Posts tagged ‘first informers’

Mobile TV is Put to the Test this Hurricane Season

Mobile TV has been highlighted heavily on The Future of TV Blog, and Dyle TV is one of the companies leading the way in this broadcast innovation. Not only does this technology bring viewers their favorite broadcast content wherever they are, it is also proving to be a useful tool for local radio and TV stations to deliver lifesaving information to their communities.

Last week, Dyle TV announced a partnership with the National Association of Broadcasters and Florida Association of Broadcasters in a pilot program designed to give first responders access to critical information during this year’s hurricane season. As part of this program, Florida’s State Emergency Response Team (SERT) were given mobile TV receivers before June 1 – the beginning of hurricane season.

During times of crisis, it’s extremely common for cell towers to go down, making local, over-the-air television and radio the only way people can receive lifesaving information. It is the hope that by making mobile TV receivers available to first informers, they will be able to share updates before, during and after a disaster immediately to consumers.

Miami’s local broadcast station, WFLX, covered this new program for their viewers; the clip can be viewed here.

June 6, 2013 at 12:07 pm Leave a comment

“Communicating Superstorm Sandy” Video Highlights Broadcasters’ Role of First Informers

As you know, the Future of TV blog highlights the latest innovations in broadcast technology, broadcast issues in Washington and the many ways local broadcasters are central to their communities.

An example of broadcasters’ commitment to serving their local communities is the recently released video “Communicating Superstorm Sandy” that showcases the vital role broadcasters serve as “first informers” during emergencies. The video accurately captures the rapid response and lifeline support of local broadcasters when the devastating storm hit the East Coast last fall.

Included in the video are testimonies of local broadcasters as they worked around the clock to provide their neighbors with information to keep them safe. Dan Joerres, president/general manager of Baltimore’s WBAL-TV 11 says, “A local television station is out in the elements. Our reporters, our anchors, they’re there to tell the true story, to keep the public informed.” Susan Schiller, vice president and news director of Philadelphia’s KYW CBS 3, adds that broadcasters “have a public trust. It’s really a sacred public trust.”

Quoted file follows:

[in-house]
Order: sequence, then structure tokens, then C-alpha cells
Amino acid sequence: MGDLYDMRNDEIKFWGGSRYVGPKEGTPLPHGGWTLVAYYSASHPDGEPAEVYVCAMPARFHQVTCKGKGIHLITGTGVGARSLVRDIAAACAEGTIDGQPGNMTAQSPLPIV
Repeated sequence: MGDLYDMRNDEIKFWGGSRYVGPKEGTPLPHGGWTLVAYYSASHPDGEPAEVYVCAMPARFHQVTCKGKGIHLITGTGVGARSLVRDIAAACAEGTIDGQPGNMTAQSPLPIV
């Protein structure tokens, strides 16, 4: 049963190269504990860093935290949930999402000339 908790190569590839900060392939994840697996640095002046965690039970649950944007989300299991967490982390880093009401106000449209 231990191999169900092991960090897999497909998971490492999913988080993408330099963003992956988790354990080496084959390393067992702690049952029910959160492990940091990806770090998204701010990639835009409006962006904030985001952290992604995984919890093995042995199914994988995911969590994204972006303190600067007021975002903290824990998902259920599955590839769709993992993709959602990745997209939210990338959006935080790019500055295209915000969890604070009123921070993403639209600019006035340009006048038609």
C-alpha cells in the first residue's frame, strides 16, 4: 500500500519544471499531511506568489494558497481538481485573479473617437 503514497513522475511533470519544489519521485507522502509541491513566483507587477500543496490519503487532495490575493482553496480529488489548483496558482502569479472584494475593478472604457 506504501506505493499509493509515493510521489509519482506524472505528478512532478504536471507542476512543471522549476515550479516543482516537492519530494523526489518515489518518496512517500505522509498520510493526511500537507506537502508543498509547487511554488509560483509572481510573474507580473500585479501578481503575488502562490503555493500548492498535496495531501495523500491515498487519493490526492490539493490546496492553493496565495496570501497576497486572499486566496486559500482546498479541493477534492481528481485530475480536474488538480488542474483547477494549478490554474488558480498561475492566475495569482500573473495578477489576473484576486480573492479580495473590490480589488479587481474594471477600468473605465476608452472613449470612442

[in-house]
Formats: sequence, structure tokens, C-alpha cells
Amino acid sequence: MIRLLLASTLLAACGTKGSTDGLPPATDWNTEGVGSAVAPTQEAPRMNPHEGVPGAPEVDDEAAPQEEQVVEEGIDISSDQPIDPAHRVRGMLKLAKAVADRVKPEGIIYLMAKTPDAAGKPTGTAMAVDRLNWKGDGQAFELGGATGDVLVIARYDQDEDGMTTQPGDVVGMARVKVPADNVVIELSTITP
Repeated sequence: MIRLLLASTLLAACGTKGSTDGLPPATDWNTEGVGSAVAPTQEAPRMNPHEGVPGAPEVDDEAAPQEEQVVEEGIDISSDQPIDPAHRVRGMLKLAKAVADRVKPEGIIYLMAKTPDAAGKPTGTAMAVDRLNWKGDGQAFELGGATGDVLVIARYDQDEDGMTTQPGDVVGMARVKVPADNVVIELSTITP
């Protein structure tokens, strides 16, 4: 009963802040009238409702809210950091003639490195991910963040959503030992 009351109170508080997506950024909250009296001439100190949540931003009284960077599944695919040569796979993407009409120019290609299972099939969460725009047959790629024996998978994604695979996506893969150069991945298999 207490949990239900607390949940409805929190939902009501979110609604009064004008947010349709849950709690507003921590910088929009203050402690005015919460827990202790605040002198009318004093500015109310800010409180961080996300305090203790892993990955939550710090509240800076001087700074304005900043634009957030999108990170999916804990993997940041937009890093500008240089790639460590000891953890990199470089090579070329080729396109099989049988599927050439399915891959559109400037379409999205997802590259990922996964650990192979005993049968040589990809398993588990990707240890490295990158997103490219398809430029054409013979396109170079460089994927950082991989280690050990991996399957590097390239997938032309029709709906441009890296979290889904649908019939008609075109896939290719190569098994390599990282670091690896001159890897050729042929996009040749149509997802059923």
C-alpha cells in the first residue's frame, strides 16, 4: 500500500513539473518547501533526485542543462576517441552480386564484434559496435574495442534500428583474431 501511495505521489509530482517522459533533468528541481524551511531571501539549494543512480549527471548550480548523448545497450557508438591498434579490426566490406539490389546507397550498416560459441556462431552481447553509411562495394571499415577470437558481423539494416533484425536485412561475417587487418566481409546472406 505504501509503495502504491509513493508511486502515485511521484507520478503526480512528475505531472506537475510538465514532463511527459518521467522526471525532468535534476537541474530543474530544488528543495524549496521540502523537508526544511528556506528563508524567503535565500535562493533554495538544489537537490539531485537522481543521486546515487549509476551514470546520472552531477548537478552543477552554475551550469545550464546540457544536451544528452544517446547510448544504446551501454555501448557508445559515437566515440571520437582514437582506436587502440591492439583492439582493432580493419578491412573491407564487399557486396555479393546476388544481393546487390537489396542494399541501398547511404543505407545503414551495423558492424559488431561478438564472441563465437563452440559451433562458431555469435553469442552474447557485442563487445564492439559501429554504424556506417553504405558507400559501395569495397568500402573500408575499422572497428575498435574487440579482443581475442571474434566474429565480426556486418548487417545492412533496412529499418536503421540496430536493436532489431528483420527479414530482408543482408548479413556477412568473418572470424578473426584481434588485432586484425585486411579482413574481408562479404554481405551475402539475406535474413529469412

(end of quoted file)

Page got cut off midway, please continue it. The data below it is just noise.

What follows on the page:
Communities turn to their local broadcast stations every day for news, weather, traffic updates, original programming and more, but it is during times of crisis when viewers are reminded of just how important their local broadcasters are. Chris May, anchor, KYW CBS 3 noted, “We’re here every day. People know they can rely on us. They know we’re honest with them.”

Adds NBC Nightly News Anchor/Managing Editor Brian Williams, “Yes, local news is the first line of defense. I think it’s still the best conveyance method there is.” 

New Jersey Governor Chris Christie is also featured in the video and credits broadcast stations with disseminating live-saving information: “In the immediate aftermath of the storm my way to communicate to the folks in my state was through the broadcasters…”  

Watch the video and let us know what you think of local broadcasters’ efforts to keep viewers safe.

May 3, 2013 at 8:38 am 2 comments

States Recognize Broadcasters’ Important Role as First Informers

Illinois and Nevada state legislatures recently passed legislation that recognizes the important role of local broadcast stations during times of crisis. The new laws, which help broadcasters stay on-air during  emergencies, reinforce that local radio and TV stations are often the only place to turn for critical information during difficult times.

First informer laws ensure individual broadcasters (key personnel such as a news anchor or cameraman) have transportation to their stations as well as the equipment needed to stay on the air to relay critical information to their communities (fuel and back-up generators). Joining Illinois and Nevada, Alabama, Georgia and South Carolina are the most recent states to take action to get first informers legislation passed. It is broadcasters’ hope that more states follow suit so stations can continue providing a vital lifeline for viewers and listeners.